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Stanford Medicine

Health Costs, Patient Care

Personal essays highlight importance of cost-conscious medical decisions

Neel Shah, MD, is on a mission – and the goals of his non-profit Costs of Care are to teach physicians about the role they play in health-care costs and to empower both doctors and patients to reduce harmful spending. As part of its overall awareness campaign, Costs of Care also sponsors an essay contest calling for pieces that highlight the “challenges and opportunities to save patients money with routine, cost-conscious medical decisions.” This year’s winners were just announced, and their essays were described in a recent release:

    • Renee Lux, a patient from Connecticut writes about how an unnecessary CT scan for easily treated neck pain brands her with a pre-existing condition that causes her insurance premiums to skyrocket.
    • Andrew Schutzbank, a physician from Massachusetts describes how a common pharmaceutical cost-shifting strategy leaves him unable to discharge his patient from the hospital.
    • Court Nederveld, a frugal patient from Florida tells us how he saved money on routine prescriptions and tests by engaging his doctor in a frank conversation about costs.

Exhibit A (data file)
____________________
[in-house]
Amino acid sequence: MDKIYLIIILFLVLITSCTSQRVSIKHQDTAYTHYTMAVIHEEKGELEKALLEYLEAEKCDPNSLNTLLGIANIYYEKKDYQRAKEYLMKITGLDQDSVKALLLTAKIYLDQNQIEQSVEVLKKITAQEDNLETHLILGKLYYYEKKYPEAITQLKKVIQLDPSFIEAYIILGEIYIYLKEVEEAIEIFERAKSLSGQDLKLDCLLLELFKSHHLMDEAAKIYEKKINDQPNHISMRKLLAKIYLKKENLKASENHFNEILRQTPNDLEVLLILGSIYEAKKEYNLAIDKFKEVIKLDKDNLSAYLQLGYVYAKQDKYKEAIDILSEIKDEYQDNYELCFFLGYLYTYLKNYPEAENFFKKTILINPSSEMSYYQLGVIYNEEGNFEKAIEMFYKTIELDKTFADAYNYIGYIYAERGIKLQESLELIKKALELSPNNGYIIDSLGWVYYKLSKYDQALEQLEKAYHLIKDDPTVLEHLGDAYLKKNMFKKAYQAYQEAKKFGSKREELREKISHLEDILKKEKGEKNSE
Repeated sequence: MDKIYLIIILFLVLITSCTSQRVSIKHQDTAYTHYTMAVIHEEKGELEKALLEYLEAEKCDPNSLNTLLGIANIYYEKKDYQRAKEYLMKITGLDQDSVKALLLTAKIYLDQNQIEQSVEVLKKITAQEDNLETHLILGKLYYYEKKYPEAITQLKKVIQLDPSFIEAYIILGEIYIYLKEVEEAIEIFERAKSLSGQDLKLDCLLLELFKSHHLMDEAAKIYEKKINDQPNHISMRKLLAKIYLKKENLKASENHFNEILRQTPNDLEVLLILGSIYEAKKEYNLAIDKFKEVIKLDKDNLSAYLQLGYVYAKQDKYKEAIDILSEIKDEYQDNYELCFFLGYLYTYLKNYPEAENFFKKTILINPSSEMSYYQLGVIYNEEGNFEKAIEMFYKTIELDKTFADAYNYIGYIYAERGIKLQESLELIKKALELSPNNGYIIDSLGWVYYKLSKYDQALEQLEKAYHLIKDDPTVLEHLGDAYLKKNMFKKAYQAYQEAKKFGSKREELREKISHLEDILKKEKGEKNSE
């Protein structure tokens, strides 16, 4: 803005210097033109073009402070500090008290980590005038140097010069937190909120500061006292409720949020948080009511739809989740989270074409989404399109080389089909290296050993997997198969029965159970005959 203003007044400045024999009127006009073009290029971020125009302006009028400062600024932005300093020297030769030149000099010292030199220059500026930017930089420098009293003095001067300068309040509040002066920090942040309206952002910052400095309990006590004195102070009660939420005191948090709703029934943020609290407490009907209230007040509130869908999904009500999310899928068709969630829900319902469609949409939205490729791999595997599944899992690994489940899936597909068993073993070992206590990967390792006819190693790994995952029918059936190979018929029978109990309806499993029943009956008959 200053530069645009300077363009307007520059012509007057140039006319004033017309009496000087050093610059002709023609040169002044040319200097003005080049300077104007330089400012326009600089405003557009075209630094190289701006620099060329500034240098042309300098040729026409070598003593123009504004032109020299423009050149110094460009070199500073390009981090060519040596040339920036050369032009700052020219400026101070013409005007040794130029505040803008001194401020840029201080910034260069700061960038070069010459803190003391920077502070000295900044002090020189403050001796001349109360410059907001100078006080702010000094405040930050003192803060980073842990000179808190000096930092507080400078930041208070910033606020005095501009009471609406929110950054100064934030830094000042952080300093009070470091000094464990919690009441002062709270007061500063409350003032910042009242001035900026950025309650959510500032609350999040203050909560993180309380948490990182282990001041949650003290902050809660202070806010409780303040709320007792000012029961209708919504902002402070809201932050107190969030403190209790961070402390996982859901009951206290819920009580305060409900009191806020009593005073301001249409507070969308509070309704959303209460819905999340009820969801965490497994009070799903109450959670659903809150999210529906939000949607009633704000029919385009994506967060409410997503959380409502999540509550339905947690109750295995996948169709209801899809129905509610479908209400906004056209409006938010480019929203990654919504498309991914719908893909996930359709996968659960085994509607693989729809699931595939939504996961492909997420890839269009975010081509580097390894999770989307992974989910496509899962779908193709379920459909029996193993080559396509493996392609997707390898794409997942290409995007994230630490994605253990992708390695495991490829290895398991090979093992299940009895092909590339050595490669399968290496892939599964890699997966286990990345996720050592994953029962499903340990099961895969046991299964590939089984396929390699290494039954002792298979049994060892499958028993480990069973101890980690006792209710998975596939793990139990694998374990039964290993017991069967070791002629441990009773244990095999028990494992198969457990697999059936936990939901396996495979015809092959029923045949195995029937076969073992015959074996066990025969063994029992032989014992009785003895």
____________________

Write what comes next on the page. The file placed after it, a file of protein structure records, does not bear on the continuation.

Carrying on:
• Molly Kantor, a medical student from Massachusetts writes about how she helped treat heart failure on a $100 budget by avoiding an unnecessary hospital admission.

Shah tells me the first winning essay will be posted online Monday. He also plans to summarize “lessons learned from the contest” in a series of online guides and videos geared towards both doctors and patients.

Previously: Educating physicians on the cost of care, Contest seeks personal stories on health-care costs and Non-profit org looking for compelling stories on health-care costs

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